Monday (7.24.17)

  • A Taliban suicide attacker detonated a car bomb in the western part of Kabul on Monday, killing up to 35 people and wounding more than 40, government officials said, in one of the worst attacks in the Afghan capital in recent weeks.
  • A man armed with a chainsaw wounded at least five people, two of them seriously, on Monday in a small Swiss town that was then put into lockdown as police hunted for the suspect. The attack happened inside an office building on a shopping street in the center of Schaffhausen, a medieval town of 36,000 inhabitants on the German border, police said. Police said the attack was "not an act of terror".
  • Malian and French troops have arrested a close associate of a preacher whose jihadist group has claimed dozens of attacks against Western and Malian targets, Mali's security minister said on Sunday.
  • Egyptian security forces have killed eight suspected Islamist terrorists belonging to the Hasm movement in what officials said was a training camp in a southern desert region, the interior ministry said on Sunday.
  • The son of Mullah Haibatullah, the emir of the Afghan Taliban, killed himself in a suicide attack that targeted Afghan forces in the southern province of Helmand. It is unusual for the sons of leaders of jihadist groups to serve as suicide bombers, however the sons of senior leaders have served as military commanders and in other capacities.
  • The US State Department said that al Qaeda’s branch in East Africa has prospered over the past year “due largely to lapses in offensive counterterrorism operations during 2016.” Additionally, State noted that Somali security forces “remained incapable of securing and retaking towns from al-Shabaab independently.”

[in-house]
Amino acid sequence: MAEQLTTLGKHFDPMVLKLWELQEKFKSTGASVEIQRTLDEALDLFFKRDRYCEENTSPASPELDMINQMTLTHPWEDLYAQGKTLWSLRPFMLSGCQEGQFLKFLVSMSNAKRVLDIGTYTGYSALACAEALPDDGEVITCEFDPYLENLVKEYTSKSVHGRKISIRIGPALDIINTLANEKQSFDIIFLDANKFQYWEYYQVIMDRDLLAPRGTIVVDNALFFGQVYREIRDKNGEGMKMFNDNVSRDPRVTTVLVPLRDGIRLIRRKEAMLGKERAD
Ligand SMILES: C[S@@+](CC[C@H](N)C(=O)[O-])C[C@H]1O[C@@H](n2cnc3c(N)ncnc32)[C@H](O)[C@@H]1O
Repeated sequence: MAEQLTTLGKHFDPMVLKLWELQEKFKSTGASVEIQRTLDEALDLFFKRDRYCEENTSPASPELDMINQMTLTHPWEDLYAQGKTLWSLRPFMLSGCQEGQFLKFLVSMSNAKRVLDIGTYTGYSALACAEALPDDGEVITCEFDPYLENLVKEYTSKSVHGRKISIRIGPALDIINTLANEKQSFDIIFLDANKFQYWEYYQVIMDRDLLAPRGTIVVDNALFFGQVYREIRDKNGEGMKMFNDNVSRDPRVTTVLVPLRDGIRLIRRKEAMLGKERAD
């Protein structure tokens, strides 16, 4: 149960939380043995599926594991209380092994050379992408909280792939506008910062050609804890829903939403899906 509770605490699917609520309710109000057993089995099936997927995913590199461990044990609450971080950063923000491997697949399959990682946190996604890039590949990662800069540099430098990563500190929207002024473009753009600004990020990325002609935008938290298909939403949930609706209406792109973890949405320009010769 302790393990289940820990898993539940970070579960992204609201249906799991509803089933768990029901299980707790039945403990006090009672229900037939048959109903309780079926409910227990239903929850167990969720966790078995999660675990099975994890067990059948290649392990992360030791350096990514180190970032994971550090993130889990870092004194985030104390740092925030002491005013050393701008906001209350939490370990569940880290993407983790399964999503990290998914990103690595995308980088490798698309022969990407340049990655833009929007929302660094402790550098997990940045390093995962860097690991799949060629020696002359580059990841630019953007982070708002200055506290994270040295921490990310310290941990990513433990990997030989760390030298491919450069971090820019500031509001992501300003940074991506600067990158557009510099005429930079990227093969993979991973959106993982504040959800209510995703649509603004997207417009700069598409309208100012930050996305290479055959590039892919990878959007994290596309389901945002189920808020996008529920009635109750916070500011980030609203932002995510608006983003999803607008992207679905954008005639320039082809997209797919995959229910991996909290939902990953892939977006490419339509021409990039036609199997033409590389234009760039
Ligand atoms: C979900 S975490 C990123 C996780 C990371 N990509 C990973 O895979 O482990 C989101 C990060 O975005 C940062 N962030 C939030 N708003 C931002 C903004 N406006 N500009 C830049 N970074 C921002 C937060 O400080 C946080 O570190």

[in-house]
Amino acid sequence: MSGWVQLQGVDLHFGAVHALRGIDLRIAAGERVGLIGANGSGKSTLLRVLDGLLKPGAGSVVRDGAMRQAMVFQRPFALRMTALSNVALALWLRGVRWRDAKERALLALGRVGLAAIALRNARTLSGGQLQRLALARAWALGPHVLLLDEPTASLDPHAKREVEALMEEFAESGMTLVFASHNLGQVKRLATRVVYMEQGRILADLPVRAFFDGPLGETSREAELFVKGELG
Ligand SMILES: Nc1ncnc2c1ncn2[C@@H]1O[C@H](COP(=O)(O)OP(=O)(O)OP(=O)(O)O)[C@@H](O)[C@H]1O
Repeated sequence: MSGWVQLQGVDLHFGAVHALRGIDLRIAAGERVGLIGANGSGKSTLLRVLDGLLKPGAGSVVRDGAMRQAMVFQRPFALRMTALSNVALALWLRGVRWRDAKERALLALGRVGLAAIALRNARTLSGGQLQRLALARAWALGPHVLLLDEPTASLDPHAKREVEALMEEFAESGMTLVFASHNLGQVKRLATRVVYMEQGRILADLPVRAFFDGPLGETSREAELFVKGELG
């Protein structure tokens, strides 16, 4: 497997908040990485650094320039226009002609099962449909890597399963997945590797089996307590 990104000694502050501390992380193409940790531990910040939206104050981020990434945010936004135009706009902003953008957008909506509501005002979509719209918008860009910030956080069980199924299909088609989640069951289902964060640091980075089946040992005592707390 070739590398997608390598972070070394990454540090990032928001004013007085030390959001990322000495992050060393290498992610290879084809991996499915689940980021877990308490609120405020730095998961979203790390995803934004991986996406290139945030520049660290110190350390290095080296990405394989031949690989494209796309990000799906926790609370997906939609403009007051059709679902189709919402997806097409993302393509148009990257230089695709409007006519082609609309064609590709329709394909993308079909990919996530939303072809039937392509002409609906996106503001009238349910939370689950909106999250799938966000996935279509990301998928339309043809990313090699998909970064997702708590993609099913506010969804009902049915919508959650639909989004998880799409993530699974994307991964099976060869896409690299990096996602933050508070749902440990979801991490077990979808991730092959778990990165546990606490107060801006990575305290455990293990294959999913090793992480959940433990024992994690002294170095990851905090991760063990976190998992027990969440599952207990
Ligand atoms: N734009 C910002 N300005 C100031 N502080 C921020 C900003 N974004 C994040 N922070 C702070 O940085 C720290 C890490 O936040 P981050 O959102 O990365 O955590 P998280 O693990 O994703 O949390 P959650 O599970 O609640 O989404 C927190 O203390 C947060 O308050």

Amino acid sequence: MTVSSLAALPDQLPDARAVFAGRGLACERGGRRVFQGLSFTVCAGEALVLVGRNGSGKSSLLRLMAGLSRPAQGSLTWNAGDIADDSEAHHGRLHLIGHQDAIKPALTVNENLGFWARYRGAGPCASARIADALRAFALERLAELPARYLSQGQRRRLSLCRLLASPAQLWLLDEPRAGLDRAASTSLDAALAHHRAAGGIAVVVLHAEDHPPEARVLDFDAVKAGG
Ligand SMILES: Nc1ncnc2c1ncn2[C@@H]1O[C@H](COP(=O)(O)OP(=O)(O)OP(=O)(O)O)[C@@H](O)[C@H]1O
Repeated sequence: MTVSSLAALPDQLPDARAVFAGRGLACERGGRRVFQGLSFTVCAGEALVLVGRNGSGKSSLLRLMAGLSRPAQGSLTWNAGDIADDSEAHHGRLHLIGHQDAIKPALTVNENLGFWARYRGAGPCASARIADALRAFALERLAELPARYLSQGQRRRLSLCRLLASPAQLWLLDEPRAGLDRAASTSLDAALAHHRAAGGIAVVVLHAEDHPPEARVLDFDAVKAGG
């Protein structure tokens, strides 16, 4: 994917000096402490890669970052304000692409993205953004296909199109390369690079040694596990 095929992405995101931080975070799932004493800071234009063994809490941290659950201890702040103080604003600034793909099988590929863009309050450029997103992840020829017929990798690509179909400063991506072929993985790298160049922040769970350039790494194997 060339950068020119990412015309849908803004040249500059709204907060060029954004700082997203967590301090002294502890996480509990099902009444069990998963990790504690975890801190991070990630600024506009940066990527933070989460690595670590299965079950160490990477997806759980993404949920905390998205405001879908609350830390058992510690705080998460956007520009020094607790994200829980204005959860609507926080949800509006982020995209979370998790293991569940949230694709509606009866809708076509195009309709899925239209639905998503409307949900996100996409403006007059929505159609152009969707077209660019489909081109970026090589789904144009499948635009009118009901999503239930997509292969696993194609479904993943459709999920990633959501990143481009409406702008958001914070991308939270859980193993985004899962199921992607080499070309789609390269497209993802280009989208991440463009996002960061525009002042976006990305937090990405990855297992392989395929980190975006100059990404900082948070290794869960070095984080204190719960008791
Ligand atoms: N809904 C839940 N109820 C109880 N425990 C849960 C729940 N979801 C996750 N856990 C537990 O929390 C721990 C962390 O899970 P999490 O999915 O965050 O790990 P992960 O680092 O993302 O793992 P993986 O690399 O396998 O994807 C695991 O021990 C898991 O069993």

• A U.S. Army sergeant stationed in Hawaii has been indicted on charges of trying to provide material support to ISIS, allowing the case to move to a federal trial without a preliminary hearing, officials said on Saturday. Ikaika Erik Kang, 34, is being held in jail and is scheduled to appear in court in Honolulu on Monday to face charges. He was arrested on July 8.
  • The United States will withhold $50 million remaining in military reimbursements to Pakistan for fiscal year 2016 because Defense Secretary Jim Mattis believes that Islamabad has not done enough to blunt the Islamist militant Haqqani network, a U.S. official said on Friday.
  • Since July 2011, the US Treasury and State Department have repeatedly stated that the Iranian regime allows al Qaeda to maintain a key facilitation network on its soil. This formerly clandestine network is the result of a specific “agreement” between the Iranian government and al Qaeda’s leadership. On July 19, the State Department once again pointed to the relationship. It stated that “Iran has allowed AQ facilitators to operate a core facilitation pipeline through the country, enabling AQ to move funds and fighters to South Asia and Syria.”

Tuesday (7.25.17)

  • The Taliban claimed credit for a suicide attack in the Afghan capital of Kabul that killed scores of people. The Afghan government said all of those killed were civilians, while the Taliban claimed its assault killed “intelligence officers.”
  • India's federal counter-terrorism agency arrested seven members of Kashmir's main separatist alliance, Hurriyat, on Monday on charges of receiving funds from Pakistan-based militant groups to wage attacks, the agency said, the first such case against the group. The Hurriyat is an umbrella group of political and religious groups fighting for Kashmir's secession from India.